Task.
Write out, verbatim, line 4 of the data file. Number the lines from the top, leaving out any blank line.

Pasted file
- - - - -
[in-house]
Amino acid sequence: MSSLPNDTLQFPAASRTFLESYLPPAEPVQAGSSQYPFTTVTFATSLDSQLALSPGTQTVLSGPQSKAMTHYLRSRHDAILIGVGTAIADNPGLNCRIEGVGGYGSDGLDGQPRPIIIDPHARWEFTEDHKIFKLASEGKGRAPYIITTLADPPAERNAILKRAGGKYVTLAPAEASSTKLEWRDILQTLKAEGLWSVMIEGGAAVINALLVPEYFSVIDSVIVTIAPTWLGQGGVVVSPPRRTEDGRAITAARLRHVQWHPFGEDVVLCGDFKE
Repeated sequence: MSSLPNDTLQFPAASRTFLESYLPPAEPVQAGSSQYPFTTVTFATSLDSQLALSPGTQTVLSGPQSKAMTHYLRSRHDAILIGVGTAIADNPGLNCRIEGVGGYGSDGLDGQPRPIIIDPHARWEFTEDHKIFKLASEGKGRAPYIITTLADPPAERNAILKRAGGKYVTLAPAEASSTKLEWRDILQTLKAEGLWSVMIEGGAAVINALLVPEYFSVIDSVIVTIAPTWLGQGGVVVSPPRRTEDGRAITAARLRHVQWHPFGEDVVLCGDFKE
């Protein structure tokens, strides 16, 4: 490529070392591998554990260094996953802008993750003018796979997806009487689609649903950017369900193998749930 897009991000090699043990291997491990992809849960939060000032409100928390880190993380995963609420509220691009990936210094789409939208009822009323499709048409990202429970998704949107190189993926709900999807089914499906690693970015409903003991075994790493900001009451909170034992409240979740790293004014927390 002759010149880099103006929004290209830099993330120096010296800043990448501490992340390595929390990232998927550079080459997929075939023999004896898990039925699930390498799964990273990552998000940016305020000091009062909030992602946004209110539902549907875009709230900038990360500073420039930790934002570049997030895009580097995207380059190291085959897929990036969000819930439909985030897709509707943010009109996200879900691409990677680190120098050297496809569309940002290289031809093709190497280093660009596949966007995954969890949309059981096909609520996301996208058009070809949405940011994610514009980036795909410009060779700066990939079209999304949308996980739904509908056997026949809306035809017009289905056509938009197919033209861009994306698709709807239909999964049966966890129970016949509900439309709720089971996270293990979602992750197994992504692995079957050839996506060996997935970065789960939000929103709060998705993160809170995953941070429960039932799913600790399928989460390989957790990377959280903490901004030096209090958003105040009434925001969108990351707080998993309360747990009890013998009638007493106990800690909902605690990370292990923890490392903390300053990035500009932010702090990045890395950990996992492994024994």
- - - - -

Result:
């Protein structure tokens, strides 16, 4: 490529070392591998554990260094996953802008993750003018796979997806009487689609649903950017369900193998749930 897009991000090699043990291997491990992809849960939060000032409100928390880190993380995963609420509220691009990936210094789409939208009822009323499709048409990202429970998704949107190189993926709900999807089914499906690693970015409903003991075994790493900001009451909170034992409240979740790293004014927390 002759010149880099103006929004290209830099993330120096010296800043990448501490992340390595929390990232998927550079080459997929075939023999004896898990039925699930390498799964990273990552998000940016305020000091009062909030992602946004209110539902549907875009709230900038990360500073420039930790934002570049997030895009580097995207380059190291085959897929990036969000819930439909985030897709509707943010009109996200879900691409990677680190120098050297496809569309940002290289031809093709190497280093660009596949966007995954969890949309059981096909609520996301996208058009070809949405940011994610514009980036795909410009060779700066990939079209999304949308996980739904509908056997026949809306035809017009289905056509938009197919033209861009994306698709709807239909999964049966966890129970016949509900439309709720089971996270293990979602992750197994992504692995079957050839996506060996997935970065789960939000929103709060998705993160809170995953941070429960039932799913600790399928989460390989957790990377959280903490901004030096209090958003105040009434925001969108990351707080998993309360747990009890013998009638007493106990800690909902605690990370292990923890490392903390300053990035500009932010702090990045890395950990996992492994024994």